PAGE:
Successful Personal Statement Examples: Step-By-Step Guide

Welcome to our comprehensive guide on crafting successful personal statements. In this article, we’ll walk you through a step-by-step process to help you master the art of personal statement writing. Whether you’re applying for university, a job, or a scholarship, a well-crafted personal statement can make all the difference. To aid your journey, we’ve curated personal statement examples from industry experts and successful applicants, providing invaluable insights and inspiration along the way. Now, let’s dive in and unlock the secrets to crafting a personal statement that truly stands out.

Personal Statement Examples

Table of Contents

What are Personal Statements

In the context of university applications, a personal statement is a concise essay that allows applicants to showcase their personality. It also shows academic achievements, extracurricular activities, and aspirations. In addition, it serves as an opportunity for candidates to express their passion for their chosen subject. They can also demonstrate their suitability for the course, and differentiate themselves from other applicants.

Why are Personal Statements Important

Personal statements are crucial components of university applications for several reasons:

Demonstrating Motivation and Enthusiasm

First, a well-written personal statement enables applicants to articulate their genuine interest and passion for the subject they wish to study. Admissions tutors often seek candidates who are enthusiastic about their chosen field, and a compelling personal statement can convey this enthusiasm effectively.

Highlighting Academic Achievements and Skills 

Secondly, personal statements provide a platform for applicants to showcase their academic achievements, relevant skills, and intellectual curiosity. By highlighting academic accomplishments and demonstrating the ability to think critically and analytically, candidates can present themselves as strong contenders for admission.

Showcasing Extracurricular Activities and Experience 

In addition, personal statements allow applicants to discuss extracurricular activities, work experience, volunteering, and other relevant experiences. These experiences provide evidence of a candidate’s broader interests, leadership abilities, teamwork skills, and commitment to personal and professional development.

Differentiating Applicants

Next, personal statements offer an opportunity for applicants to differentiate themselves from their peers. A well-crafted personal statement can certainly leave a lasting impression on admissions tutors and make a candidate stand out in a competitive pool of applicants.

Assessing Fit with the University and Course

Lastly, personal statements enable admissions tutors to assess whether applicants are a good fit for both the university and the specific course they are applying for. By articulating their reasons for choosing the institution and demonstrating an understanding of the course content and structure, candidates can then convey their alignment with the university’s values, ethos, and academic requirements.

Personal Statement Examples

We have curated a comprehensive list of examples that you can refer to when writing your own personal statements. In this section, we cover various sections of your personal statement, all of which are equally important. 

Opening Statement to Justify your Course Selection

  • Short and simple : “I have always wanted to/ had the desire to… “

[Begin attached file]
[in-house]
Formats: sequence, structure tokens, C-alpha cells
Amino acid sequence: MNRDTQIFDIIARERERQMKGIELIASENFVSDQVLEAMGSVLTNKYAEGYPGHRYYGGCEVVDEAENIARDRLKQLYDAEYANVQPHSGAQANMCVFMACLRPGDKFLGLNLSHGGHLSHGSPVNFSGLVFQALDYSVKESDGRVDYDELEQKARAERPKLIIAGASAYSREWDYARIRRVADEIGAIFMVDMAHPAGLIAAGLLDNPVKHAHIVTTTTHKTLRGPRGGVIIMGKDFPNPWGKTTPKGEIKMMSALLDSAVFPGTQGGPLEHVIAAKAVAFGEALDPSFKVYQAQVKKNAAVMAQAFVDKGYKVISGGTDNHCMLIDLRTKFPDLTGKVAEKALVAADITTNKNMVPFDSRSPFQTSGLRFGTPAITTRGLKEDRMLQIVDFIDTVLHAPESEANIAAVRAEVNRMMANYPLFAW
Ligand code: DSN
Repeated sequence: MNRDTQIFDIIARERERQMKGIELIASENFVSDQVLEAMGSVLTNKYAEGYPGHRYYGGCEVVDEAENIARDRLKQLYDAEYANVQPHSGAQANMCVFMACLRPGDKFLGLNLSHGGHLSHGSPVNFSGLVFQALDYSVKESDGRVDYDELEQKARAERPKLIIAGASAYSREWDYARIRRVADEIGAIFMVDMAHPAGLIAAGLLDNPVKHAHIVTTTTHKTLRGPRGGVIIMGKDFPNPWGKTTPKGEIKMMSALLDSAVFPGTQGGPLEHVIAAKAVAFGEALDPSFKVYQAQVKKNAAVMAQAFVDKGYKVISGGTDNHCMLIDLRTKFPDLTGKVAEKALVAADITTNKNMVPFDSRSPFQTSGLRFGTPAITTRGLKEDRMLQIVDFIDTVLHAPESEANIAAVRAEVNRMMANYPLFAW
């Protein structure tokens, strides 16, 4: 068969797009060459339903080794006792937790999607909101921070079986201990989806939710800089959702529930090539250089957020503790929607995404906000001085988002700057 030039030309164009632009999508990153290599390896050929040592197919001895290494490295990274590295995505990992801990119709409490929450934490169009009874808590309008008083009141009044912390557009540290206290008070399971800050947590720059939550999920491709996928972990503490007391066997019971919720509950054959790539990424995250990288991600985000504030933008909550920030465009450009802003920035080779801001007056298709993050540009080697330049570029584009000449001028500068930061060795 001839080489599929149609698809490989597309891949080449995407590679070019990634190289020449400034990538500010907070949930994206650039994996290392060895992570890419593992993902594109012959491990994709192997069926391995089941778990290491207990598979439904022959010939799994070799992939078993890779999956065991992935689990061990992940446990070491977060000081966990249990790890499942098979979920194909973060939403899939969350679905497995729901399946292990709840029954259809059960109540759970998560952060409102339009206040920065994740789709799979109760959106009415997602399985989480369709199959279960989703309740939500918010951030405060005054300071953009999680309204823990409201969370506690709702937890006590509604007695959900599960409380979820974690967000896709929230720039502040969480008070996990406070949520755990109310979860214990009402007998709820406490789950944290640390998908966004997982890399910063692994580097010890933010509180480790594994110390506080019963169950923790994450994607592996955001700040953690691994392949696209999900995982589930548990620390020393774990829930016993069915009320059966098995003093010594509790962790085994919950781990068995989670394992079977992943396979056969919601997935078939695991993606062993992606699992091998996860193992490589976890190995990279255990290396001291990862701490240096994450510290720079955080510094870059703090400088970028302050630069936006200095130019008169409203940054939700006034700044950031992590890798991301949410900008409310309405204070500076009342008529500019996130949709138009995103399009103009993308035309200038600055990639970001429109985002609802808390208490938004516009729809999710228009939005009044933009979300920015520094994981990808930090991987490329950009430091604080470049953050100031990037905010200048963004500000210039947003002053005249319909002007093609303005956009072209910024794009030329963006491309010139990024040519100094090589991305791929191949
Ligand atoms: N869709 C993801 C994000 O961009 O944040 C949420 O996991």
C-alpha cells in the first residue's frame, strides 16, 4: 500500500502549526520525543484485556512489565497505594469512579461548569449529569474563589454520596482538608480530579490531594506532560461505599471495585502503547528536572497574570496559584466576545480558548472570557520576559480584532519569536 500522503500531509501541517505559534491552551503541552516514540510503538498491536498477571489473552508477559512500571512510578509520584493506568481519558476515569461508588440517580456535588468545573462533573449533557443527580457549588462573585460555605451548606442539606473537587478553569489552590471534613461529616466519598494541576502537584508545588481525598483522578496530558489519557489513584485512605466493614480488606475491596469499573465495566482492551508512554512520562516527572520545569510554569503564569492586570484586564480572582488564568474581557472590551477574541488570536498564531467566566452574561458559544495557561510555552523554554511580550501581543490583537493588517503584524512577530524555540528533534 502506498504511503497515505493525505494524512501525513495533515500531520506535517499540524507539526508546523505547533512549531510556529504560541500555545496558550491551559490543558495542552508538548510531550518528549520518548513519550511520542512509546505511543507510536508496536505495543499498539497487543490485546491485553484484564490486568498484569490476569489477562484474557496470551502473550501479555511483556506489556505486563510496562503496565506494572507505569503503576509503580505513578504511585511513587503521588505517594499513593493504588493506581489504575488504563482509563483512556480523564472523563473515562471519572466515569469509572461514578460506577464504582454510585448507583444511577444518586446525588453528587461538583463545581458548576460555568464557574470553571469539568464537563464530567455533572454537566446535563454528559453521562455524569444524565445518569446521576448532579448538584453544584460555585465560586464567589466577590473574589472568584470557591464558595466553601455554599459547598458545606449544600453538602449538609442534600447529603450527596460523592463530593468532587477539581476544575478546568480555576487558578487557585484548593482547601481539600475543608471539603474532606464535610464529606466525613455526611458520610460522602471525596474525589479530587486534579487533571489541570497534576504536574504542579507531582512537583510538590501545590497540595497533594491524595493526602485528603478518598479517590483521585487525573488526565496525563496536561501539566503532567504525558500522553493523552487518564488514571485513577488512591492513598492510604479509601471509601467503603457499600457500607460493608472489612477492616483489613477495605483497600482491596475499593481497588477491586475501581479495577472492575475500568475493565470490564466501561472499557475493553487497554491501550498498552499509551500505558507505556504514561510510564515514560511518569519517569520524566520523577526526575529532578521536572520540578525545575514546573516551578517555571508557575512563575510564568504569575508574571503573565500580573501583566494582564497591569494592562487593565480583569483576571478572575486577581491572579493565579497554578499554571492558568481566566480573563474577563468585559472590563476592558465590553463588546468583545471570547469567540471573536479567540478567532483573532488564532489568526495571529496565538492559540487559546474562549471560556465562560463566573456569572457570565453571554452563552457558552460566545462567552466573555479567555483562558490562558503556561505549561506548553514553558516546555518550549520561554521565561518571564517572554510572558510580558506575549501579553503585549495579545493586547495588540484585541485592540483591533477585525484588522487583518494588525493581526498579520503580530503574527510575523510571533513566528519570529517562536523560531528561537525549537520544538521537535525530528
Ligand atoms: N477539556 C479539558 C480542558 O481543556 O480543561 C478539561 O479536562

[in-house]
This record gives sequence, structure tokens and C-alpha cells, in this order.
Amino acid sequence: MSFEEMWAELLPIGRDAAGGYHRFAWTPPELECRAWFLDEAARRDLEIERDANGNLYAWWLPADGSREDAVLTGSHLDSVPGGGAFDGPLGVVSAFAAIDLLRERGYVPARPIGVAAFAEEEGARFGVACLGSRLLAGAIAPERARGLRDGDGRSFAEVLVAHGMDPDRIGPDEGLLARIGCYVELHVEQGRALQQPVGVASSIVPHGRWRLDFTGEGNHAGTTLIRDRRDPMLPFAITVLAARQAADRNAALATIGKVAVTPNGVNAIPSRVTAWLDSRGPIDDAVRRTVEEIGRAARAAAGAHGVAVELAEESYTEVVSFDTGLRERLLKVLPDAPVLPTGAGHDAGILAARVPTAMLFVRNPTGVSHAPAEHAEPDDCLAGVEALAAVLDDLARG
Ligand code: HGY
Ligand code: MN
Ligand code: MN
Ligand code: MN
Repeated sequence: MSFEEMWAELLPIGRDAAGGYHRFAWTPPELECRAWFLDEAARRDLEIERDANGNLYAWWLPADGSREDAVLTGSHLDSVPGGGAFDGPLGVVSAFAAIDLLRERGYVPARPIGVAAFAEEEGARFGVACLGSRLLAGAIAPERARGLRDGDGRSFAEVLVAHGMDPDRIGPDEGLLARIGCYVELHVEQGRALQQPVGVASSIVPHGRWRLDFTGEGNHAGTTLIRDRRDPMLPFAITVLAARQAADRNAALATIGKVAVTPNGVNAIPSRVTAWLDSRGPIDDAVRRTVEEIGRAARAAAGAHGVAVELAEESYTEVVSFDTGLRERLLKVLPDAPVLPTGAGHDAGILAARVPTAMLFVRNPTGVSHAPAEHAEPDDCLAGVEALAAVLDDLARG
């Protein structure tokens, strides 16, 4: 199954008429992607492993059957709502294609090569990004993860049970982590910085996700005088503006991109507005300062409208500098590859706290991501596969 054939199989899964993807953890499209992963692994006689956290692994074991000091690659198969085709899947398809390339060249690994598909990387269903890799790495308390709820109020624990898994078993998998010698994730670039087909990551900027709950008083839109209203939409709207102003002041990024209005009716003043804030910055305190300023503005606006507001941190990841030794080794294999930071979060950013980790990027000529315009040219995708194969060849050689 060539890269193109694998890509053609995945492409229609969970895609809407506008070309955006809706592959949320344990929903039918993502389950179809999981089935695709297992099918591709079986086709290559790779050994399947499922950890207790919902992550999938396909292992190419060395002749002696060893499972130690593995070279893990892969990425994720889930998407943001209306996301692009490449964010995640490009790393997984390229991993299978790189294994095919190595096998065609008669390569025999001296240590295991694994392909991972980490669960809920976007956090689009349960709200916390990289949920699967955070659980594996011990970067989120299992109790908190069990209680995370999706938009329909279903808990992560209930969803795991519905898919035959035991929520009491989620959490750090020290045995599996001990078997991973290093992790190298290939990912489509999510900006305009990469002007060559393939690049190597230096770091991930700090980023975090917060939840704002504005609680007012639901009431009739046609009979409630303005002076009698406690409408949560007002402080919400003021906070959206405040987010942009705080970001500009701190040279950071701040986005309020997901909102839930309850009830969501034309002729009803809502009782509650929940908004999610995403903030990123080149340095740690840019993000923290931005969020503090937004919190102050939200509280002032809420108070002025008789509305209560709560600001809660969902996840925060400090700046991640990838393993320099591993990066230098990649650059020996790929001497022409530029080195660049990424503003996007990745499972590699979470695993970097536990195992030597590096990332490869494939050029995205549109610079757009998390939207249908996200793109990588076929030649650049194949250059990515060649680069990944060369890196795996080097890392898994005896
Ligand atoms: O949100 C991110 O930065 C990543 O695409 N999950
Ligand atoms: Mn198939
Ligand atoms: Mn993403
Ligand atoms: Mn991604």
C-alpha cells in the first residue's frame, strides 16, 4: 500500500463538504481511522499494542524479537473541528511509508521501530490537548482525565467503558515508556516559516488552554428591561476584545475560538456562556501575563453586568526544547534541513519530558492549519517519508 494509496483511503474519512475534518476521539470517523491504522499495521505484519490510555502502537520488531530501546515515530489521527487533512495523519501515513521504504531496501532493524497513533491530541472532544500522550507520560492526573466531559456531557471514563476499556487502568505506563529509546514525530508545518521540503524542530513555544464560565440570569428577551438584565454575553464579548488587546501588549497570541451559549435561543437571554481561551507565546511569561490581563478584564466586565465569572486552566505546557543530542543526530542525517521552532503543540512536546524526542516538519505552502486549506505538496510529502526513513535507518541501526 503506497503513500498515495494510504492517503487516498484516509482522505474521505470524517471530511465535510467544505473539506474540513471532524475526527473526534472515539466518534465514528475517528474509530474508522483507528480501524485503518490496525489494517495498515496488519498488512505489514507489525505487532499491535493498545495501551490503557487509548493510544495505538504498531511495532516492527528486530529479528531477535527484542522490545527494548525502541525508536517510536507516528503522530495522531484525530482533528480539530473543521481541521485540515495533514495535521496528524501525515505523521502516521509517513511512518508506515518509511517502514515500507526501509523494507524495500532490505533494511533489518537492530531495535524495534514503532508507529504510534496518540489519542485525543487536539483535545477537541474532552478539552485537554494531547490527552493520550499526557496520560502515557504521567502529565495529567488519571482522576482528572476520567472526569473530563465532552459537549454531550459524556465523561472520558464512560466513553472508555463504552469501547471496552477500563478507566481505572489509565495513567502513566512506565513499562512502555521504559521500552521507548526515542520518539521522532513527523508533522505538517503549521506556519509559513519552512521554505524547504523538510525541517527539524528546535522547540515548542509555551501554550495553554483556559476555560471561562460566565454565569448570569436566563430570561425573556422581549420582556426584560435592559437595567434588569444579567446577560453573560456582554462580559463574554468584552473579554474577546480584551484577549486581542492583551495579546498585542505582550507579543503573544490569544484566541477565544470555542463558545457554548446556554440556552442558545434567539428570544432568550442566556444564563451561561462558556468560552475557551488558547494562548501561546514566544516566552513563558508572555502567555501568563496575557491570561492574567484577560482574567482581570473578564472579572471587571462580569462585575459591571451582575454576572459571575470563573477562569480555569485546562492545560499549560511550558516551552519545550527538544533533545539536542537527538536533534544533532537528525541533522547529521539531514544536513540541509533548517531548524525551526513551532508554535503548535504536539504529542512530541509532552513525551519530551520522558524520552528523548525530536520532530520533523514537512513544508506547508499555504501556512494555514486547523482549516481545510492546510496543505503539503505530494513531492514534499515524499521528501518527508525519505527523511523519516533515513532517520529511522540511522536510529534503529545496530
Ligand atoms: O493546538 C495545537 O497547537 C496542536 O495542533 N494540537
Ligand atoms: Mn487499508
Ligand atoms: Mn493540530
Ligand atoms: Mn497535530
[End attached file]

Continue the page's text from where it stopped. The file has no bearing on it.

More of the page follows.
• In order to be a…., it is very important to have a solid background in Y.
  • What fascinates me about X is … ” plus a specific explanation.
  • The role of (such and such profession) in (doing something vital in life/society) has been brought home to me by …. (add some experience/reading/etc.).
  • Since reading (some book) I have thought a great deal about (degree/something in the degree)” and then elaborate what was of particular interest in the book.
  • My interest in X stems from…
  • I’ve always loved (something related to the subject), and my favourite subject at school has always been… (and then say what you like about it).
  • My choice of degree/career was confirmed for me last year when I saw/read/ experienced…(plus detailed description conveying your enthusiasm)”.
  • X has always been my strongest academic subject and the field of study I have found most engaging(plus what and why).
  • Y is a subject that is relevant to (something important in the world)”.
  • When I was younger I wanted to / liked X… Person / Thing / Event X developed / changed/nurtured this interest to the extent that I now I am sure I wish to pursue X as a degree course.”
  • X (something in particular about the degree) has always fascinated me and for this reason I wish to pursue a degree in…

Personal Statement Examples Regarding your A-Level Subjects

  • Look back over your files, textbooks and homework, to remind yourself of what you have covered this year (should be fresh in your mind given the exams last week…).
  • What themes, topics, problems, relationships, connections, and debates have you found most interesting? Describe them.
    • Have you tried to follow any of these up by further research or reading? Mention it.
    • Did you come to any (perhaps only provisional) conclusions?
    • Would you look forward to exploring something you’ve come across at A level further at university, perhaps something that lies outside of your syllabus ?
    • If you’ve done some coursework this year, how has it deepened your appreciation of your subjects?

When discussing your A-level subjects, you can refer to the following sentence structures.

  • The X side of the A level course is an area which I find especially interesting (plus exactly what about it that does so).
  • I am also studying…
  • Studying (such and such degree) requires many skills (plus list of them ). My work on X in such and such a subject involved…(can also be used as intro to personal qualities section).
  • For me, the pleasure / fascination/joy/ attraction of studying X lies in (argument, close analysis, experimentation, problem – solving, exploration, whatever). Plus give examples of this from your studies.
  • During my study of XYZ at A level I have become especially interested in…
  • I take pleasure in many aspects of my A level course (plus examples and reflection on what is on the list of).

Personal Statement Examples for Work Experience

  • Being involved in a/professional / successful (type of company) allowed me the opportunity to (describe main tasks briefly). These duties developed skills in.
  • Working part-time in a (state the kind of business) has enabled me to develop my skills in (XYZ) by (describe the tasks that you did ).